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ISSUE 115 VOL 14 PUBLISHED 3/8/2002

Staff, faculty study Ally role

By Anonymous
Contributing Writer


Friday, March 8, 2002

On Feb. 27 a group of faculty and staff met to discuss being an “Ally” to gay, lesbian, bisexual and transgender (GLBT) people on the St. Olaf campus.

Tim Schroer, associate dean of Community Life and Diversity and the director of Buntrock Commons, organized the meeting. The purpose was to educate the attendees about common GLBT terms, to explain the role of an Ally and to provide an open forum for questions or suggestions regarding the current state of gay-straight relations at St. Olaf.

"We want campus to be a safe place for all students and we want this hour to be a safe space too," Schroer said at the start of the meeting. "There are no silly questions."

Schroer began by defining common terms and phrases like "transgender" and "coming out" and also explained symbols of GLBT acceptance like the pink triangle, which is used by St. Olaf to designate a "safe space" for students, staff and faculty to talk about GLBT-related issues. He then defined the term Ally, using words from the Human Rights Campaign, an organization that works for lesbian, gay, bisexual and transgender equal rights.

"An Ally is any non-lesbian, non-gay, anti-homophobic and anti-heterosexist person who serves as an advocate for the GLBT community," Schroer said. Schroer also said that an Ally does not have to be trained, but it helps to know what to be familiar the issues by which you could be confronted.

"For quite a while GLOW! (Gay, Lesbian or Whatever!) has done the ‘safe-space’ concept," Schroer said. "There are a lot of people with these [pink triangles] on their doors, but if someone actually came in to talk, they wouldn’'t know what to say."

Family Studies Department Chair George Holt and Steve O'Neill, a psychologist and director of the St. Olaf Counseling Center, also spoke.

"I’'ve dealt with a lot of these issues in the past because of the class on human sexuality that I teach," Holt said, "and my role as an Ally has changed significantly – people are connecting really quickly, and coming out earlier."

Holt said that St. Olaf and other institutions with small Ally program have delayed the coming out process in the past. The discovery process, which can happen any time, was happening much later for St. Olaf students than for the rest of the population – many students weren’'t coming out until graduate school.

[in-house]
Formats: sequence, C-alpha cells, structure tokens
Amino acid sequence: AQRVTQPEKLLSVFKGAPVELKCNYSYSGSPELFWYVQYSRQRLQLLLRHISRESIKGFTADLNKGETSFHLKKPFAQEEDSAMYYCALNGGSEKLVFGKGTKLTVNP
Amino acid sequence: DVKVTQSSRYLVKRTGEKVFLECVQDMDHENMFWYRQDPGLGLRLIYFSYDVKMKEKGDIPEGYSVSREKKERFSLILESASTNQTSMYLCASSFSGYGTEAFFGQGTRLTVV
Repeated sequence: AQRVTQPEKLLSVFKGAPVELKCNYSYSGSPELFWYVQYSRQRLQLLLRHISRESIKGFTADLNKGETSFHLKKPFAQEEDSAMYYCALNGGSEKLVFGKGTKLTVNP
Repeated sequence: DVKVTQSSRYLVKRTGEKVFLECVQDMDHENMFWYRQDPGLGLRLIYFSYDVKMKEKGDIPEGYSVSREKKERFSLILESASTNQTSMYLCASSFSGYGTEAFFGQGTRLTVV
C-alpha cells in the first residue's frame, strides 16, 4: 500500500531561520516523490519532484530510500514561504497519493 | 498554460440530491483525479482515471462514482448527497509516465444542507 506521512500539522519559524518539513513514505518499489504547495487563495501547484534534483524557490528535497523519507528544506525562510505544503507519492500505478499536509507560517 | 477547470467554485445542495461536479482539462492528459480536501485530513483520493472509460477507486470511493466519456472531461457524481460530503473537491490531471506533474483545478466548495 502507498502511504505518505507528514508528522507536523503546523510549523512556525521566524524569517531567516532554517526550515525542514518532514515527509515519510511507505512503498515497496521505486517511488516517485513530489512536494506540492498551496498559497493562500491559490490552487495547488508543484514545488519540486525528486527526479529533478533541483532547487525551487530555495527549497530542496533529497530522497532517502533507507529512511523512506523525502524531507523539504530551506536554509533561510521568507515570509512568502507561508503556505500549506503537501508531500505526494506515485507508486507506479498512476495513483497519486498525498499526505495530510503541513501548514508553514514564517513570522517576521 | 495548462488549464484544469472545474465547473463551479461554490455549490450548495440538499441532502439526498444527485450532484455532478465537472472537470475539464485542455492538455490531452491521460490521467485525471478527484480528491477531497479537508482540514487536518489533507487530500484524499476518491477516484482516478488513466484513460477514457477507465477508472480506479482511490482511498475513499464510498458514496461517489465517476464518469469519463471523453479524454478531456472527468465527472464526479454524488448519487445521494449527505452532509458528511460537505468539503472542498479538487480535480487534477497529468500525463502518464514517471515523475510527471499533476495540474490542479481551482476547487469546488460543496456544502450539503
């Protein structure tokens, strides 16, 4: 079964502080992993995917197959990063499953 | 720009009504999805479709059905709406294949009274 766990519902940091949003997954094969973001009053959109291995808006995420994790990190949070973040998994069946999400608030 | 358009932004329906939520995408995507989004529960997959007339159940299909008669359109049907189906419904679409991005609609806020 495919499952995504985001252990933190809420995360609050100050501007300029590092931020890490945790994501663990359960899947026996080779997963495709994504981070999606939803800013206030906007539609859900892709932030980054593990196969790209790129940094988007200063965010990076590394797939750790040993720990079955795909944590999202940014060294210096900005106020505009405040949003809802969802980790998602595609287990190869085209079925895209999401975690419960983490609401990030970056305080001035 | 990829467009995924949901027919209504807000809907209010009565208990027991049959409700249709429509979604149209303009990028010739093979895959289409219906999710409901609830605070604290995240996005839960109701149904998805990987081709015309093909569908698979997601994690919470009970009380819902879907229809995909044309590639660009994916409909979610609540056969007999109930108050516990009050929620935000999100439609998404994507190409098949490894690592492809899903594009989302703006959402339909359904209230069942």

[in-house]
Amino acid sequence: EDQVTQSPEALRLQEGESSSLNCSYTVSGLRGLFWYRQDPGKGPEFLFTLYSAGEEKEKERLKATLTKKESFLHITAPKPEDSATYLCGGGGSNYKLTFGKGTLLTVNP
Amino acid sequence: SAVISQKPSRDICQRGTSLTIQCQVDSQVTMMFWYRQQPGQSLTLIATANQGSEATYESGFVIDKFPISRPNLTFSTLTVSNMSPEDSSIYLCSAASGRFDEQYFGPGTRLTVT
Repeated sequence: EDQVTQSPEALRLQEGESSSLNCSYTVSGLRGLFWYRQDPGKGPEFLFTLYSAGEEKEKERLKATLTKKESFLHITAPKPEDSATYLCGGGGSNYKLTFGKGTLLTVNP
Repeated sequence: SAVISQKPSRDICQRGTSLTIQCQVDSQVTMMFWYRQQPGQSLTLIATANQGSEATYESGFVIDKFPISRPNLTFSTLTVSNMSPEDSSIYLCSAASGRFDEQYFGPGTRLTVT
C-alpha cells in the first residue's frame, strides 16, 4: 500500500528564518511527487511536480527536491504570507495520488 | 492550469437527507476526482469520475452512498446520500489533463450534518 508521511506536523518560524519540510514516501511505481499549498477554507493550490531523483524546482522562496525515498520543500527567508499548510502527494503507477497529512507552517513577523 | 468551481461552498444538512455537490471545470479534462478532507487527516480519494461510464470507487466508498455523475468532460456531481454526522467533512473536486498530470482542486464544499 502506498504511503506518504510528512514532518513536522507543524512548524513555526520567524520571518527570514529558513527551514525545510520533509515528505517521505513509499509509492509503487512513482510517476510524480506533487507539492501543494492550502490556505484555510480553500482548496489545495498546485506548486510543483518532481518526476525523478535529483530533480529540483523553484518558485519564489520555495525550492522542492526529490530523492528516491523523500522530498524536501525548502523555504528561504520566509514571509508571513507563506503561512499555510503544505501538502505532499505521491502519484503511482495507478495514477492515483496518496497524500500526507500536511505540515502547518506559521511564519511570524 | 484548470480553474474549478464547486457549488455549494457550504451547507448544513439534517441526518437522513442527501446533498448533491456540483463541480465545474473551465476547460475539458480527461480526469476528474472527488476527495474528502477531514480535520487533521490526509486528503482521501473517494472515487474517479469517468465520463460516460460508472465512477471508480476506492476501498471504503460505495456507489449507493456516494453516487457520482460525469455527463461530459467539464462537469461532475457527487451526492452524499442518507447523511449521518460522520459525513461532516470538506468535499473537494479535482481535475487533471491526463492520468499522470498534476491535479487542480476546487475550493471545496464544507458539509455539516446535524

Now, Holt said, St. Olaf is more supportive, and 40 percent of GLBT people nationwide are coming out during college. The process is longer than it once was, typically taking from four to four and a half years, but there is, according to Holt, "far less guilt, fear and anxiety" than there used to be.

"Actually, I find more coming in now that say something like, ‘'I’'m straight and I have a gay roommate’' or ‘'I like a guy or a girl but they’'re gay and I’'m not,’" Holt said. "A lot of them are bringing attitudes and thoughts that I think come from this being a college of the church. They’'ve got Christian baggage – ideas of condemnation and sinfulness. I find myself talking with homophobic students, and I think that it needs to be made clear that we will talk with them too. How do you express homophobic anger and frustration if it’s not politically correct to speak out? Then you get things like chalking and notes under people’s doors."

Although the role of an Ally has changed, O’Neill said, the coming out process is extremely difficult and students need a support network that they can trust. The pink triangle, symbolizing that one is an Ally, helps with that, and can be used to achieve other things as well.

"It sends a broader image and statement to straight students," he said. "It sends a message to them about how open or liberal I might be regarding other issues as well."

Holt agreed and said that it sends a similar message conveying the type of environment that parents, faculty and staff can expect.

"I want my colleagues to see it and I want interviewees to see it and say, ‘hey – this may be an environment I want to be in,’" Holt said. "I want parents to see it and recognize that these are issues or concerns that we as a college of the church are interested in."

After the meeting, which was open to all students, faculty and staff but was only attended by about 30 people, attendees talked about ideas for improving gay-straight relations. This is partly in response to past anti-gay chalking incidents and even, according to English Professor Joan Hepburn, violent assaults on GLBT students.

"Never a semester goes by," Holt said, "without someone contemplating leaving St. Olaf because of harassment based on his or her sexuality."

A more formal Ally program, an educational forum for homophobic people and a public list of Allies were some of the suggestions made.





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